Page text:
Adherence to cardiac rehabilitation guidelines: a survey of rehabilitation programmes in the United KingdomBMJ 1998; 316 doi: https://doi.org/10.1136/bmj.316.7141.1354 (Published 02 May 1998) Cite this as: BMJ 1998;316:1354
- Robert J P Lewin, professor of rehabilitation (, )
- Rosie Ingleton, research assistant,
- Andrew J Newens, senior lecturer in nursing,
- David R Thompson, professor of nursing
- Correspondence to: Professor R J P Lewin, British Heart Foundation Rehabilitation Research Unit, Department of Health Studies, University of York, York YO10 5DQ
- Accepted 16 December 1997
Two key recommendations of recent guidelines are that cardiac rehabilitation requires the skills of a range of professionals and that the patient should receive a menu based programme after an individual assessment of needs.1 A previous survey of 25 cardiac rehabilitation programmes found little congruence with these guidelines and noted that physicians were particularly unlikely to be involved.2 We extended this inquiry to include all of the discoverable rehabilitation programmes in the United Kingdom.
Subjects, methods, and results
We identified 273 cardiac rehabilitation programmes through registers maintained by professional and charitable bodies and conducted a structured telephone interview with the “main coordinator” of 263 (96%) of these programmes between 1 April 1996 and 31 March 1997. If a respondent did not have the competence to answer a particular question the appropriate person was contacted. We asked each participant whether the rehabilitation team included anyone from a list of nine healthcare professions. To examine the use of assessment measures we asked which of a list of 15 health variables were assessed; whether this was with a validated assessment (a published scale or a standardised procedure with known properties) or an informal assessment (any other method); and whether the assessment was repeated either to check the patient's progress or to audit outcome.
Most (184 (70%)) participants reported that five or more (mean 4.6; SD 1.6) healthcare professions were represented on the rehabilitation team; only 13 (5%) teams comprised members from only one profession. Nurses were represented in 234 (89%) teams, dieticians in 220 (84%), and physiotherapists in 223 (85%). Less than half of the participants reported that their team included an occupational therapist (106 (40%)), a physician (103 (39%)), a psychologist (55 (21%)), a health promotion officer (43 (20%)), or a social worker or vocational counsellor (37 (14%)).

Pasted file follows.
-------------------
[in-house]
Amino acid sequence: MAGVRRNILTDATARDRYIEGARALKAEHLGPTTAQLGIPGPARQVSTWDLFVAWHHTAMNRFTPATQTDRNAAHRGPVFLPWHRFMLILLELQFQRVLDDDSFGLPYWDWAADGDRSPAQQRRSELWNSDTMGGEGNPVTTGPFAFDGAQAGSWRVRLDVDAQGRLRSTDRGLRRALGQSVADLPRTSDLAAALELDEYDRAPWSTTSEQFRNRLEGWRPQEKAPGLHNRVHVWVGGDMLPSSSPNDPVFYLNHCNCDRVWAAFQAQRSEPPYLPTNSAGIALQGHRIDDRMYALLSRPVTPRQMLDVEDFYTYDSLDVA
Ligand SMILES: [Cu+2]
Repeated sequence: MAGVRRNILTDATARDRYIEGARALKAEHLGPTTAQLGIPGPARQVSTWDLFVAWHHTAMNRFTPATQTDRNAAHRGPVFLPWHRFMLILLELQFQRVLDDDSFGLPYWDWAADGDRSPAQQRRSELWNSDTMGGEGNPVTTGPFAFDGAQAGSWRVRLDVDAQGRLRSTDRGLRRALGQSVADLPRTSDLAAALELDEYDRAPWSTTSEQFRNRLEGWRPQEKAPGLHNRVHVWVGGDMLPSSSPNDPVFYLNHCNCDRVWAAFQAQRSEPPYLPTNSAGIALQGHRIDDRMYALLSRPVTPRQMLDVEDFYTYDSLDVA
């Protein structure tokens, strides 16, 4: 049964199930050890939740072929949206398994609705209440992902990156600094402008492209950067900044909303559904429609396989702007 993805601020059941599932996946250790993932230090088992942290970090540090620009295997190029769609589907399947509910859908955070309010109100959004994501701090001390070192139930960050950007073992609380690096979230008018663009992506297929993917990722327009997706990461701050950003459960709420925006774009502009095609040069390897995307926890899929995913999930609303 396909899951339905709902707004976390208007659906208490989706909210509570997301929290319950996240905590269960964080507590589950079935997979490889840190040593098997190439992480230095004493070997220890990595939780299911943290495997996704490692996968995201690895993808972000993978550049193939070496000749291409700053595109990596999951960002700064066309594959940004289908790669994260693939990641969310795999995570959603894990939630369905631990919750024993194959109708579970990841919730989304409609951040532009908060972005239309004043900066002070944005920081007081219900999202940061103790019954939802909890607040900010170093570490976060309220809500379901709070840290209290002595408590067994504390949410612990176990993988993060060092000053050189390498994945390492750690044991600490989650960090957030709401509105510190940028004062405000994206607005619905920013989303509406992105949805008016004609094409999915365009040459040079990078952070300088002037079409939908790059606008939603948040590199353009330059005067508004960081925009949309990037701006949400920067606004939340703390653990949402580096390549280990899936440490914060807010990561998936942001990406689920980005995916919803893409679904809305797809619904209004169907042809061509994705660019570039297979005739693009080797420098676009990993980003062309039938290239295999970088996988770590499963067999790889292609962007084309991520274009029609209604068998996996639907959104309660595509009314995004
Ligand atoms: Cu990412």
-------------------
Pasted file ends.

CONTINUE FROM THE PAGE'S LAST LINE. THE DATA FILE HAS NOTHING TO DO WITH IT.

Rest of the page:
In a random sample of 120 programmes, further questions were asked about the degree to which each profession took part in the programme. For each profession previously mentioned the participant was asked whether that professional (a) gave talks to patients, or otherwise took part in the programme and (b) saw each patient individually. In only a small proportion of teams did a physician (19 teams (16%)), a psychologist (11 (9%)), a health promotion officer (7 (6%)), or a social worker or vocational counsellor (1 (1%)) give talks to patients or otherwise take part in the programme. It was rare for professions other than nurses (83 teams (69%)) and physiotherapists (79 (66%)) to see patients individually—occupational therapists (18 (15%)), dietician (7 (6%)), physician (8 (7%)), health promotion officer (1 (1%)), social worker (1 (1%)).
The number and percentage of programmes that conducted validated or informal assessments and which repeated these assessments at any time is shown in the table. Blood pressure (204 programmes (78%)) and measurement of lipid concentration (195 (74%)) were most commonly available; however, the values for these were often taken from medical records during acute admission and were therefore of limited value to rehabilitation. The assessment of blood pressure was repeated in 59% of programmes and smoking in 74% (albeit with a validated measure in only 8 (3%) centres); none of the other measures were repeated in more than half of the programmes.
The findings confirm that adherence to the national guidelines1 is poor and that few physicians play an active part in rehabilitation programmes. There is little in the way of assessment (a prerequisite for a “menu driven” service) or audit; this is especially worrying as secondary prevention is an important goal of rehabilitation.3 Psychosocial factors were particularly poorly assessed despite the fact that it is well established that attention to these is one of the major goals of cardiac rehabilitation.4 Those responsible for commissioning a cardiac rehabilitation service should ensure that it is adequately resourced5 to allow programmes to be evidence based, menu driven, and properly audited.
Contributors: RJPL had the original idea for the study and coordinated the research. DRT, AJN, and RI contributed to the design of the study and to developing the telephone interview. All interviews were conducted by RI. The paper was written jointly by RJPL and DRT.
Conflict of interest: None.
Funding: No specific funding.